( Photo Credit: Providence Bruins / Flickr )

By: Mark Allred | Follow me on Twitter @BlackAndGold277

After being with the Boston Bruins organization for three years of an entry-level contract, undrafted goaltender Kyle Keyser entered this season on a new one-year, two-way contract with much to prove. His professional development has seen some ups and downs in previous years in the American Hockey League and lower ECHL “AA” minor-pro affiliates, mainly due to injuries.

The 2021-22 AHL campaign and the final year of his entry-level contract saw the former OHL Oshawa Generals netminder post his best career numbers. In 33 games last season working as a tandem with former Providence Bruins veteran Troy Grosenick, Kyle posted a regular season record of 11-14-11 with a 2.75 goals-against-average, and .908 save percentage.

Grosenick and the NHL Bruins couldn’t come to terms on an extension with the rumor of Troy asking for three years on a two-way contract. The Boston Bruins passed on retaining the veteran goaltender, instead looking to the free-agent market and signing Kieth Kinkaid. Kinkaid has been a welcoming addition to the NHL Bruins depth and an inspirational leader to younger players like Kyser, who continue to develop at the AHL level and need a veteran to lean on when advice is needed.

In what could be Keyser’s last year with the Boston Bruins organization, the 6′-2″ 180-pound netminder is off to a fantastic start in auditioning for further time with the original six NHL franchise. So far, in three games this season, Kyle has a perfect 3-0 record with an impressively eye-catching 1.67 GAA and .944 Save%. Kinkaid hasn’t been awful in his first games as a member of the NHL B’s organization having a 1-1-1 record thus far with a 2.67 GAA and .923 Save%. As the NHL Bruins have a solid goaltending tandem with Linus Ullmark and Jeremy Swayman under the new direction of recently hired Jim Montgomery, Providence sits in the same position with Keyser and Kinkaid under the direction of head coach Ryan Mougenel.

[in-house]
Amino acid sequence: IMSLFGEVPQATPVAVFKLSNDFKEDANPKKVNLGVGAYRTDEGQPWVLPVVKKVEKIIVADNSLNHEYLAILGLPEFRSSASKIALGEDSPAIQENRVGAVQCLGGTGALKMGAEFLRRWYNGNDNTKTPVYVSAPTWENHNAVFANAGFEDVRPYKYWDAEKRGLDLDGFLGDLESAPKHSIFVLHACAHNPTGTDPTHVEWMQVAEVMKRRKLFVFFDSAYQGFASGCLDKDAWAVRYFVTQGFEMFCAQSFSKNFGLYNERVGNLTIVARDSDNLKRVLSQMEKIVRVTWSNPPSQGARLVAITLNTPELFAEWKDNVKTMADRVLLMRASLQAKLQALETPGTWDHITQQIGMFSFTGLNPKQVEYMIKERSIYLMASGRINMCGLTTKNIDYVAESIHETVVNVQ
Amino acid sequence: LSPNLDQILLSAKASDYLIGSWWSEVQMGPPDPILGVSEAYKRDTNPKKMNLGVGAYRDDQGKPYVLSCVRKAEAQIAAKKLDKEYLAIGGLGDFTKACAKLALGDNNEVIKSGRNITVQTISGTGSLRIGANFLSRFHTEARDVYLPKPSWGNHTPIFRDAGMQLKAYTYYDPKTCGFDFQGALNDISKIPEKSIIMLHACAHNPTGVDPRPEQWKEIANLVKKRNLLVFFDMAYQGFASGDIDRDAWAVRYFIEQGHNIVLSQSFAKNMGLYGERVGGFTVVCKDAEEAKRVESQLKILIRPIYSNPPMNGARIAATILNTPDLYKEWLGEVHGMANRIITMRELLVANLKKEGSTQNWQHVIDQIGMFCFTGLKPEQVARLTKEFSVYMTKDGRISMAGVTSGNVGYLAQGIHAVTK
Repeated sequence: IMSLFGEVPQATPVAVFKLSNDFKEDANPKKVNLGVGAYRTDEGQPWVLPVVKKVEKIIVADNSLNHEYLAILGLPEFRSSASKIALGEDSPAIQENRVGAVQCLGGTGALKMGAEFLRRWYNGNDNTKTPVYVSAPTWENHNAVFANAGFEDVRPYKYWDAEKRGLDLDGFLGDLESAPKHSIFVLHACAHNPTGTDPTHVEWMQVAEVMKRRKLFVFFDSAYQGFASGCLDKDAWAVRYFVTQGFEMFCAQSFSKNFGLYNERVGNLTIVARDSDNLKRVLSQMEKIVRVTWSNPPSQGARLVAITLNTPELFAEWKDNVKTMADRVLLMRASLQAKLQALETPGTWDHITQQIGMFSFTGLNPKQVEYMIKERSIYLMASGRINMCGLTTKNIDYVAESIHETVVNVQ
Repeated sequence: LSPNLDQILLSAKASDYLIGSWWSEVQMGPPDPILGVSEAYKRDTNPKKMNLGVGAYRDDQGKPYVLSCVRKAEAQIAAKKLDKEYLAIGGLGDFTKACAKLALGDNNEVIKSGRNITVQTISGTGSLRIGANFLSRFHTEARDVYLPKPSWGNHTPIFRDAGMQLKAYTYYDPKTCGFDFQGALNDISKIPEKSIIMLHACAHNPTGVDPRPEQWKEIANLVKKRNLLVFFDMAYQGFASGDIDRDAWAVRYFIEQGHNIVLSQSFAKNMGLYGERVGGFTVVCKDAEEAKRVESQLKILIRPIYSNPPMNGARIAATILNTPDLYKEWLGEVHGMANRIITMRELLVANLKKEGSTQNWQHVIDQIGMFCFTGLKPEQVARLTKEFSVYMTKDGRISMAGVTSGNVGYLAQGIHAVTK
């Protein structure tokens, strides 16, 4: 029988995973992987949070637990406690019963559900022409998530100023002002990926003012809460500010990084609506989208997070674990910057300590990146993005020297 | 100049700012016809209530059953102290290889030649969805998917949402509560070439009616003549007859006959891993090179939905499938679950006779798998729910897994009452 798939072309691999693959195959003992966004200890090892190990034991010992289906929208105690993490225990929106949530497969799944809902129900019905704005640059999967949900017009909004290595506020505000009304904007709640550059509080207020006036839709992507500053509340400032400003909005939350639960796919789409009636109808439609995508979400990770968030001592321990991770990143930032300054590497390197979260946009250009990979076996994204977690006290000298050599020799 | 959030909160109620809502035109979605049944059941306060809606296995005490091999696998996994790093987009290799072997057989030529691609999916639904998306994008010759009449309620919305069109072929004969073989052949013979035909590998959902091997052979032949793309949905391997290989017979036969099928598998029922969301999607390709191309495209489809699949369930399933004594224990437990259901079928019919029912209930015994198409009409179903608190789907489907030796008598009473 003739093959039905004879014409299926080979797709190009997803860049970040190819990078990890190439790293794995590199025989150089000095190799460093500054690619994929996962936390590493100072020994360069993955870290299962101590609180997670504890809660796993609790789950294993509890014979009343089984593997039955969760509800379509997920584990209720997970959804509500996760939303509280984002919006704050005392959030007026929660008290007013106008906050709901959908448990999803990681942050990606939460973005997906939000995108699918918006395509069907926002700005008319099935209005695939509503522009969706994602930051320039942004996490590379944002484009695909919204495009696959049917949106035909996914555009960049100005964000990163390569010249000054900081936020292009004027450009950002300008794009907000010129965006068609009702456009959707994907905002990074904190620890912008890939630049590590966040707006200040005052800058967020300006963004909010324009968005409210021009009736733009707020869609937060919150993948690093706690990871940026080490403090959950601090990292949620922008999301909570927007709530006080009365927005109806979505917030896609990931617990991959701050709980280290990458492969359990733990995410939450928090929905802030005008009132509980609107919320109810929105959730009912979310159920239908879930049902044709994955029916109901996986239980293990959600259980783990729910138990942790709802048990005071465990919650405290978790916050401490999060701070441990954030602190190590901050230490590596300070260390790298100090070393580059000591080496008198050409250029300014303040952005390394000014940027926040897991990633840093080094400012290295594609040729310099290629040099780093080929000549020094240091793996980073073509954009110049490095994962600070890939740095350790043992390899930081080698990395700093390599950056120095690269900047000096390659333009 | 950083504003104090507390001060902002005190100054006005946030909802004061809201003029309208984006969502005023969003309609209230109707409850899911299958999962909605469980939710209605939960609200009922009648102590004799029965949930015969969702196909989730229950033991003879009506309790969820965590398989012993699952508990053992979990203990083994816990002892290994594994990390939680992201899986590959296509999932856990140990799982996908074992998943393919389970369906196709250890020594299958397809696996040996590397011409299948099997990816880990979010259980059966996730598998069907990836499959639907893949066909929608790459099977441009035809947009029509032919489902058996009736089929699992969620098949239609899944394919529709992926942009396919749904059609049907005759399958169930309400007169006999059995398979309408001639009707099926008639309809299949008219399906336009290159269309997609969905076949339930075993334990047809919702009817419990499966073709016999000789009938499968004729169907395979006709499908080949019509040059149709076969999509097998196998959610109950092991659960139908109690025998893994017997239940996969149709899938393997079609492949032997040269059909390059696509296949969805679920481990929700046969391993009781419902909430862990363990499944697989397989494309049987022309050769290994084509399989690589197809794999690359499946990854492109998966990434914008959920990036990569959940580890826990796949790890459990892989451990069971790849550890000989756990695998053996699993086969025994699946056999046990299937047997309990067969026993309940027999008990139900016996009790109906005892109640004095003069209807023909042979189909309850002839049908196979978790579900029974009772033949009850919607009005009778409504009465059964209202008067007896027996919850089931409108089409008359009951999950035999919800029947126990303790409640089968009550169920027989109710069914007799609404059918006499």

Kyle has been a serviceable goaltender and a good soldier for the NHL Bruins organization’s depth in the crease thus far in his professional career, and I hope he has great success this season. If he keeps up his tremendous play at the AHL level this season, he could also increase his value not only to the NHL B’s organization but also be a solid resume builder for other teams looking to add to their own goaltending depth. If Keyser cannot be locked up for future services with the Bruins organization, he will, in fact, be playing for a contract somewhere else in North America with probably a better path to the NHL over here with Boston, who’s seemingly going to be set with Ullmark and Swayman moving forward.

Swayman, a restricted free agent at the end of this season, will most likely get a bridge deal after his entry-level contract years are over to keep him in the fold. Jeremy could also sign long-term if he has an outstanding year this season, with the cap rumored to be going up significantly in the next year or two. Ullmark, who’s in his second full season of a four-year $20 million contract, is playing the best hockey of his NHL hockey career and hitting career heights as he’s at that age when pro hockey netminders flourish.

Although NHL success for Kyle Keyser might seem minimal with the way, the Bruins are currently set up in the crease moving forward, with his recent play for the Providence Bruins make him an asset to be traded to a team who might have a better path for him to succeed for NHL crease consistency? A few days ago, the Boston Bruins traded forward Jack Studnicka to the Vancouver Canucks for two prospects in defenseman Jonathan Myrenberg and goaltender Michael DiPietro.